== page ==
Head of an "Ethiopian" depicted in Hellenistic mode

Ptolemaic Period

On view at The Met Fifth Avenue in Gallery 134

Black Africans were considered distant and exotic and were termed 'Ethiopians' by the ancient Greeks when Greek artists formulated a distinct iconography for these peoples. This was well before the cosmopolitan Hellenistic period, when regular interaction with African realms like Egypt and Nubia had become the norm. (See the Timeline of Art History essay Africans in Ancient Greek Art)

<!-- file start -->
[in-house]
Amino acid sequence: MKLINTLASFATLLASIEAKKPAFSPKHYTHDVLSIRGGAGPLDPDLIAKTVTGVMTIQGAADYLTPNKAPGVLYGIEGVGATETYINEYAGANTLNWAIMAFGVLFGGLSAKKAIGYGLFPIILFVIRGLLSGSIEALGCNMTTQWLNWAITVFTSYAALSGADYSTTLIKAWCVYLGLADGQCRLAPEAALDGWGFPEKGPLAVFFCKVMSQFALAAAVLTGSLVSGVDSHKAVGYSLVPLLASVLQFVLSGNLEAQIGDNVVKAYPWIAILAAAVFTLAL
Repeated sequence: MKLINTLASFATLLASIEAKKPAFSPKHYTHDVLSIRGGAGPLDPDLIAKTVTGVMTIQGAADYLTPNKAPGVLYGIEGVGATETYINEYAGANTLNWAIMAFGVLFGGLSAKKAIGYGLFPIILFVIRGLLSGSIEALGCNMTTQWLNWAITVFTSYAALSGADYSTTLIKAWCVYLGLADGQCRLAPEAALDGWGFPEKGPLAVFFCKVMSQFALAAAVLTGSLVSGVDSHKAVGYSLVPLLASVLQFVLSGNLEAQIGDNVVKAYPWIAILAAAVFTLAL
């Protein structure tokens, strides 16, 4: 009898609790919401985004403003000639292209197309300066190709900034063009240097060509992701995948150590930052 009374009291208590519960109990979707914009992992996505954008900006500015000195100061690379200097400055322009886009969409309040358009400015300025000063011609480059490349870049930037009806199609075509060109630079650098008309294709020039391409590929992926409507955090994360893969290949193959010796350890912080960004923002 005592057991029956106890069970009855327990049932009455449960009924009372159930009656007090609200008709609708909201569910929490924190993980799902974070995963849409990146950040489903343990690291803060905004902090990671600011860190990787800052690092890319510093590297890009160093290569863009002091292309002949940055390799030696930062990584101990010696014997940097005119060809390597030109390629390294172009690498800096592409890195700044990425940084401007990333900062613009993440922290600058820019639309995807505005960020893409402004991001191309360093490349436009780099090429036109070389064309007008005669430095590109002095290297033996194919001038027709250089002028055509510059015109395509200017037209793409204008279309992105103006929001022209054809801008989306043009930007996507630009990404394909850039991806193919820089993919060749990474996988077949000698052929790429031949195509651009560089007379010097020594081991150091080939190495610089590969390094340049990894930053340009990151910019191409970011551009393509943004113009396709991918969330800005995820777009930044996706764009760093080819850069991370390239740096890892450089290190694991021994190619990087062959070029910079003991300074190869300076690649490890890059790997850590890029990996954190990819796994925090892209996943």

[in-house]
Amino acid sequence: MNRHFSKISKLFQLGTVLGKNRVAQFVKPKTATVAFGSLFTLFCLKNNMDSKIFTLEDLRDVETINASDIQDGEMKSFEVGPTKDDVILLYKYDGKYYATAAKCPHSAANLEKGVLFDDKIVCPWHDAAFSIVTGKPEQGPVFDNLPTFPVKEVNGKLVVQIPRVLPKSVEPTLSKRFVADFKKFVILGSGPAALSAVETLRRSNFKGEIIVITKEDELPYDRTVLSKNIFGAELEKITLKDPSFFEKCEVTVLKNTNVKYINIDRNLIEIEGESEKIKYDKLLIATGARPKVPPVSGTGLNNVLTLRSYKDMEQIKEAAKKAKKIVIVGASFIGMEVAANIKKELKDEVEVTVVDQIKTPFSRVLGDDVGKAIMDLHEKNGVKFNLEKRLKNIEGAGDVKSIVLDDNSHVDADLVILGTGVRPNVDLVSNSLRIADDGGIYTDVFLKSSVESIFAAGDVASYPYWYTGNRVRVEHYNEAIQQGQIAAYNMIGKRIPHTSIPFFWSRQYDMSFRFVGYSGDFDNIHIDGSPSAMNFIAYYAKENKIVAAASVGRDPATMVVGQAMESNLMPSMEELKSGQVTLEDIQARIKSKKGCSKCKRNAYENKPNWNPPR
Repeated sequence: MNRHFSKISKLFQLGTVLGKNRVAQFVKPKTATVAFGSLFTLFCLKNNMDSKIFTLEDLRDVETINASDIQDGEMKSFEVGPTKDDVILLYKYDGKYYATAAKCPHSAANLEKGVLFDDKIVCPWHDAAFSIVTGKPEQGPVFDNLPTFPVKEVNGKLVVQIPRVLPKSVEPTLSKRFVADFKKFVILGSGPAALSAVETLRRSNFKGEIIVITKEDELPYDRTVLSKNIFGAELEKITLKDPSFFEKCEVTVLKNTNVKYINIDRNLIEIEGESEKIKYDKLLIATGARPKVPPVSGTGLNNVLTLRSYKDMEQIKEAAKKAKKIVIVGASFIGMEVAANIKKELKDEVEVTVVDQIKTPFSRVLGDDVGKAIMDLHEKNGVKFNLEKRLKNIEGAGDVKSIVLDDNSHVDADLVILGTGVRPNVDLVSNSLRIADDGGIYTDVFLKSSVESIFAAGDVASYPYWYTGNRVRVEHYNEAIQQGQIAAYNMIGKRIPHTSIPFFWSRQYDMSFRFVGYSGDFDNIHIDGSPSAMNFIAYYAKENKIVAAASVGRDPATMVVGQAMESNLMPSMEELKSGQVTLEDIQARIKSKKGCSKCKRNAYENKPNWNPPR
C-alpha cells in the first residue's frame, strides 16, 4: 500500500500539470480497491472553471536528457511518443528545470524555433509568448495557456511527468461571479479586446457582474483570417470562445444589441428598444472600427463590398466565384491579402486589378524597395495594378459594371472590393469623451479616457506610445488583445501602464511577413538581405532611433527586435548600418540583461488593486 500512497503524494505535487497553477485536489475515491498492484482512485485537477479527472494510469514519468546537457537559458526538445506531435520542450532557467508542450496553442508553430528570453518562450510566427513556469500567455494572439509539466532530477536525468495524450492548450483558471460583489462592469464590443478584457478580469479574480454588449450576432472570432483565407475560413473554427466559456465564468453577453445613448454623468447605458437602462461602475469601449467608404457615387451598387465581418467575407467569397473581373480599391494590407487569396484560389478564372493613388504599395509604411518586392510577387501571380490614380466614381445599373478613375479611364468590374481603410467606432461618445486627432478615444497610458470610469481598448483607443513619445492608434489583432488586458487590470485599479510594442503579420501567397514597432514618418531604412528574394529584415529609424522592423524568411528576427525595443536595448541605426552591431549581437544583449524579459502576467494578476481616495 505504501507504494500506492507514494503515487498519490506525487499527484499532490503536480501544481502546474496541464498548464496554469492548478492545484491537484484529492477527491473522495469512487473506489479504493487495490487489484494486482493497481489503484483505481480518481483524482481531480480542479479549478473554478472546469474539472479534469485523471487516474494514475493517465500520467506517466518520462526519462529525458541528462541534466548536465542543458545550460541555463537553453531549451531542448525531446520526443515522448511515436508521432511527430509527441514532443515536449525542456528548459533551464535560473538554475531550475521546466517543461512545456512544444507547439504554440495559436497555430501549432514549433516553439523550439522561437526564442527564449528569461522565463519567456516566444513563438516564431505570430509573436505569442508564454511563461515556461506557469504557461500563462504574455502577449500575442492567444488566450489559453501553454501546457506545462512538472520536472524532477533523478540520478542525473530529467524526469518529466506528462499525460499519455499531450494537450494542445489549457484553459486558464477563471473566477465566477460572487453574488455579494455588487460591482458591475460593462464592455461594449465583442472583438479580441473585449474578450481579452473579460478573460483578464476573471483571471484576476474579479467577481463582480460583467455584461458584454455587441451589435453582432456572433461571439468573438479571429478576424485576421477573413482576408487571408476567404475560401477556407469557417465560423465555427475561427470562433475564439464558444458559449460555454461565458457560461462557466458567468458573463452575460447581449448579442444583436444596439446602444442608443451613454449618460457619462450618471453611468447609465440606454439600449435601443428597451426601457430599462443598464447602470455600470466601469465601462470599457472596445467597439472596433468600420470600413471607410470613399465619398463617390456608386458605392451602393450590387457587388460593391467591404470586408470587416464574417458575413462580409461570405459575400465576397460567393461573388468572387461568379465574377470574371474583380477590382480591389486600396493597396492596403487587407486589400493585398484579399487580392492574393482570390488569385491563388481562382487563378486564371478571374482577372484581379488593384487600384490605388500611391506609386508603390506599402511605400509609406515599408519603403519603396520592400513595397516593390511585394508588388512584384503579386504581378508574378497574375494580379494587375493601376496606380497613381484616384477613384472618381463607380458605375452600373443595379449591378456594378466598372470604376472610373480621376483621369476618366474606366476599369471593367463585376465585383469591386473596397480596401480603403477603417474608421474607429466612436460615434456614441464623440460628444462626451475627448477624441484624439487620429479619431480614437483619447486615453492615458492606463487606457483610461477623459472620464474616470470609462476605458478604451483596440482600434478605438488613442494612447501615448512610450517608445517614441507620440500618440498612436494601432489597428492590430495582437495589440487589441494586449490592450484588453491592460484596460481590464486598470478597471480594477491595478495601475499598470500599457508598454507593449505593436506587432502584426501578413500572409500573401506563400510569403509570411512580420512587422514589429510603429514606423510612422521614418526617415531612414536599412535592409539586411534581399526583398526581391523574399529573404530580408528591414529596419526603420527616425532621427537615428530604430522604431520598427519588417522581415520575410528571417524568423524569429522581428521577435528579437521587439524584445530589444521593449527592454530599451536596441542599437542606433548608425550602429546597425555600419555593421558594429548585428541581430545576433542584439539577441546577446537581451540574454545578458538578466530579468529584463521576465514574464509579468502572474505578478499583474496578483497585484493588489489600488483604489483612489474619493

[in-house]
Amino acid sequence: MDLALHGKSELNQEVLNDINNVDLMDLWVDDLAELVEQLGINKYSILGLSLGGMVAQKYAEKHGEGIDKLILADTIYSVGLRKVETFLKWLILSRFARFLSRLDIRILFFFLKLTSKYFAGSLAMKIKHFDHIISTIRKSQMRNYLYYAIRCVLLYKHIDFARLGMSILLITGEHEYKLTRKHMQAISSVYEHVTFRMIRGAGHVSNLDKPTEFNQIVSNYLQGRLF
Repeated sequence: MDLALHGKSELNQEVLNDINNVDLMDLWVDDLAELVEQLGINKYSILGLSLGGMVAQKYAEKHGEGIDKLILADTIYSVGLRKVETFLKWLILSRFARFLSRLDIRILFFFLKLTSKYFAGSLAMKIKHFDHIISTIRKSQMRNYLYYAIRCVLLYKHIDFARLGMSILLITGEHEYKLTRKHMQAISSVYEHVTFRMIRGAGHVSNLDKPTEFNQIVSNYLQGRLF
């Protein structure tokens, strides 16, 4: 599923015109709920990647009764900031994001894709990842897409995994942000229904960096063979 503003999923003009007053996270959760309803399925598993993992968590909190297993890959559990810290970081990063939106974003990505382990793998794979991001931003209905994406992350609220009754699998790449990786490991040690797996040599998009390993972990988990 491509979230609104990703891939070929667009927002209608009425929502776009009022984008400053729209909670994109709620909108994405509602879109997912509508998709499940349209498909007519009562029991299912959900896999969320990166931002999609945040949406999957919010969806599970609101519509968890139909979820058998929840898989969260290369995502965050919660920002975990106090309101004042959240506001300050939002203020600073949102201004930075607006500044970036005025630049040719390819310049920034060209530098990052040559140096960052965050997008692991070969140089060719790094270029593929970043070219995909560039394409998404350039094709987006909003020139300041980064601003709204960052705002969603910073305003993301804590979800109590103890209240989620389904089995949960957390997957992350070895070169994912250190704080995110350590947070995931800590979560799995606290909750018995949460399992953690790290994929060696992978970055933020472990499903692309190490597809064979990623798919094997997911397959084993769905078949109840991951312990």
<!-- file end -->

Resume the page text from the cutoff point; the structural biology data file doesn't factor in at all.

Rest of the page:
This beautiful head of an "Ethiopian" was created as an attachment for some luxurious object suited to a Hellenistic Greek milieu like that of Alexandria. A gold plug remains in the top of the head, and on the back twin loops were broken away. Possibly the head was part of a richly ornamented serving dish: for example, a head with a loop and ring decorates the rim next to the handle on one elaborate dish from Pompeii.

Head of an "Ethiopian" depicted in Hellenistic mode, Black bronze, gold, carnelian, obsidian

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